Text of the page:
• Many inhalants like whippets
  • Psychotropic medications, including antidepressants

Substances linked to the development of strong physical dependence, by contrast, include:

  • Alcohol
  • Opioids like morphine, heroin, oxycodone, and fentanyl
  • Benzodiazepines, including Xanax, Valium, and Ativan
  • Barbiturates like phenobarbital

Many drugs of abuse can trigger both types of withdrawal symptoms and promote both forms of dependence.

Signs of Psychological Dependence

Identifying psychological dependence involves recognizing various behavioral and emotional signs that indicate a person’s reliance on a substance. These signs may manifest during the development of a substance use disorder or when attempting to abstain from the substance. Common signs of psychological dependence include:

  • Cravings for the addictive substance.
  • Anxiety issues when attempting to cease addictive behavior.
  • Depression issues during periods of abstinence or attempts to quit.
  • Irritability and restlessness when refraining from substance use or trying to discontinue use.
  • Mood swings when not using the substance of choice or during attempts to quit.
  • Appetite changes associated with not using the substance.
  • Sleep disturbances related to quitting or not using the drug.
  • Uncertainty about the ability to stop using the substance.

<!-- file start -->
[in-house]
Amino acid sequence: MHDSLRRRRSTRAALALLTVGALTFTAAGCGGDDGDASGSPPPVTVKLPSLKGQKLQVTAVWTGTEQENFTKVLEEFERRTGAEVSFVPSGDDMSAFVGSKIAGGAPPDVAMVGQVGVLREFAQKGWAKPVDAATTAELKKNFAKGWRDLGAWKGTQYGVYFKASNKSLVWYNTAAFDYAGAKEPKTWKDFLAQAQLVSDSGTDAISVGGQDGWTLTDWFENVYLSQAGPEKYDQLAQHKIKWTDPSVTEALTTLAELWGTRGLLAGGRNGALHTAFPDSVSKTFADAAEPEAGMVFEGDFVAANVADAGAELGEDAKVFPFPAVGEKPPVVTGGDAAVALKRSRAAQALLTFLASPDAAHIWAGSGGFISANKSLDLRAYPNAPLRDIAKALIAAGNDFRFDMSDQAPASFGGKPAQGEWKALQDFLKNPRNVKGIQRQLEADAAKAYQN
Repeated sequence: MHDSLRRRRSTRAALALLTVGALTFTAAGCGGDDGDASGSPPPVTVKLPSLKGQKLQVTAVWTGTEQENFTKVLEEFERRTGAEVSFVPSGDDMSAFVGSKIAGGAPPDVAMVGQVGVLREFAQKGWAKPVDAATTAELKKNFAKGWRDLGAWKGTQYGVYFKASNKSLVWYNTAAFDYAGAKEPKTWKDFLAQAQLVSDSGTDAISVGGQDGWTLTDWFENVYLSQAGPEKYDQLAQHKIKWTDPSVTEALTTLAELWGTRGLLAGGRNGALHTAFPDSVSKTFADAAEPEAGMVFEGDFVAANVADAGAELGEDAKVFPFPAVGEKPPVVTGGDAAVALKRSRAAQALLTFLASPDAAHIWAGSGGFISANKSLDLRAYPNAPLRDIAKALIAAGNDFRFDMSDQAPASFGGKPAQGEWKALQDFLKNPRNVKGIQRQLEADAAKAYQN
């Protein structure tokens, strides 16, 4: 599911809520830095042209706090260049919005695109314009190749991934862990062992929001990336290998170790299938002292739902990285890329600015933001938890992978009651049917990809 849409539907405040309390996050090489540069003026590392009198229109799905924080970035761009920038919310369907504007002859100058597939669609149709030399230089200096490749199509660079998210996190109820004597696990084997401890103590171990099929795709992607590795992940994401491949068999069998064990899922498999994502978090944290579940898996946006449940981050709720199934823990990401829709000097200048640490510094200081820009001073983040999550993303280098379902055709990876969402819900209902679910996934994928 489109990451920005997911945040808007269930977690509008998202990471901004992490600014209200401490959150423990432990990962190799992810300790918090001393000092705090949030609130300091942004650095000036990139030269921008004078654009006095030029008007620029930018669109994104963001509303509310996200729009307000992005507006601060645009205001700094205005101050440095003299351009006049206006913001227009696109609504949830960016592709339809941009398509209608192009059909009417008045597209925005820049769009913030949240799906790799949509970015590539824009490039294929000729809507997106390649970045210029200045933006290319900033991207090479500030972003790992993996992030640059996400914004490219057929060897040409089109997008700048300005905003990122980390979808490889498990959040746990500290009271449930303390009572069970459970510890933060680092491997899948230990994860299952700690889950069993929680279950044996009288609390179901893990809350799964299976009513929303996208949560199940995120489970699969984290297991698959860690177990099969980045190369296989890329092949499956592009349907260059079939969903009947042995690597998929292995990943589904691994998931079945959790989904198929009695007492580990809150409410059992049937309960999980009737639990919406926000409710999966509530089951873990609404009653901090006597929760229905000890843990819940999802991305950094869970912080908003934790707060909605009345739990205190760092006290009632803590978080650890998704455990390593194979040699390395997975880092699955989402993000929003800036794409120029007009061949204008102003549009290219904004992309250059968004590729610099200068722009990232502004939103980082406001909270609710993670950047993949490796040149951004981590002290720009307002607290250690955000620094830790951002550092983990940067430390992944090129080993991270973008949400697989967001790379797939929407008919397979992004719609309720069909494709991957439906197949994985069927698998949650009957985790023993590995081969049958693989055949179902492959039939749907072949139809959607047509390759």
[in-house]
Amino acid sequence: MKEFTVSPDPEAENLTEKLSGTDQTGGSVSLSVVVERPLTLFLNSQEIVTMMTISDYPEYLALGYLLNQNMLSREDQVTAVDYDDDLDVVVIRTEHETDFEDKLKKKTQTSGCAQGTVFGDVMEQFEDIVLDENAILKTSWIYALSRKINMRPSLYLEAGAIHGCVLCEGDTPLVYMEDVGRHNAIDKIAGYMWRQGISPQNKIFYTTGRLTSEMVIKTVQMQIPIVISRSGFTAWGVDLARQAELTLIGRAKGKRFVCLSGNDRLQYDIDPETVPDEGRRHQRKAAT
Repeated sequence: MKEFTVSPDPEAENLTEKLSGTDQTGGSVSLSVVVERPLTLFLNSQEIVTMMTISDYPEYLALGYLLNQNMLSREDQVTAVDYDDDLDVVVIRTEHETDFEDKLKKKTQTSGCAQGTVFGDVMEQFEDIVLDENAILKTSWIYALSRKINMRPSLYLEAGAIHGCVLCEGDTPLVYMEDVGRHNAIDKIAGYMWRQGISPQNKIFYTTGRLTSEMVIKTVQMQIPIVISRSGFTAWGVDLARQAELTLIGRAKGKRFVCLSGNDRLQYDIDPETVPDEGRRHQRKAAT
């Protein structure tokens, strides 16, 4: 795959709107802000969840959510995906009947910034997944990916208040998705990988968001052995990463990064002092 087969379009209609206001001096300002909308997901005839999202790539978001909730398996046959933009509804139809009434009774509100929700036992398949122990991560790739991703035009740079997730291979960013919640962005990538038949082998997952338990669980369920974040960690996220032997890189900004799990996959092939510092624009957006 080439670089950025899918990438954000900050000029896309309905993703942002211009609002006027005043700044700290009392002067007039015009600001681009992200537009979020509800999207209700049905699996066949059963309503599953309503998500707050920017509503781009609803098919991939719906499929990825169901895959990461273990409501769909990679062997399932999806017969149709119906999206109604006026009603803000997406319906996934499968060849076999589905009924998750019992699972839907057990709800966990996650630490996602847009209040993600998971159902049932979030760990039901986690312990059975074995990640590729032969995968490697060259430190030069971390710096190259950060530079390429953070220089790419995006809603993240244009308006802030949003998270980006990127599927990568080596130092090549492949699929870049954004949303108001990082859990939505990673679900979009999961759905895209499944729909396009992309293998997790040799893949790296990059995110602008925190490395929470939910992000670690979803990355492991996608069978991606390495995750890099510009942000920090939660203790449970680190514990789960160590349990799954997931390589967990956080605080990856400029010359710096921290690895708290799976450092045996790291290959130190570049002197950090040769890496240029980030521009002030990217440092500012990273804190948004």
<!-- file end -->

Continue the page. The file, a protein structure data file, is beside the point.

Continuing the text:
• Denial of having a substance use problem or romanticizing substance abuse.
  • Obsessive thoughts about obtaining or using the preferred substance.
  • Cognitive issues like problems with concentration, memory, and judgment.

Recognizing these signs can help people engage with treatment before issues of psychological dependence worsen. Seeking professional help and support can facilitate a comprehensive approach to address the underlying issues and promote sustained recovery. What does treatment involve, though?

Treatment for Psychological Dependence

A critical distinction between drugs associated with physical and psychological dependence lies in the withdrawal process. Drugs linked to strong physical dependence are more likely to trigger life-threatening seizures during withdrawal. Individuals recovering from substance use disorders involving these substances should undergo supervised medical detoxification to promptly address any seizure activity.

While seizures are less commonly reported in those recovering from the abuse of other substances, the approach to treating any addiction or dependency should prioritize a supervised medical detox program. This is essential because the first phase of recovery from any substance of abuse can involve significant physical and emotional distress, increasing the risk of dangerous situations such as overdose during relapse, accidents, or suicidal tendencies.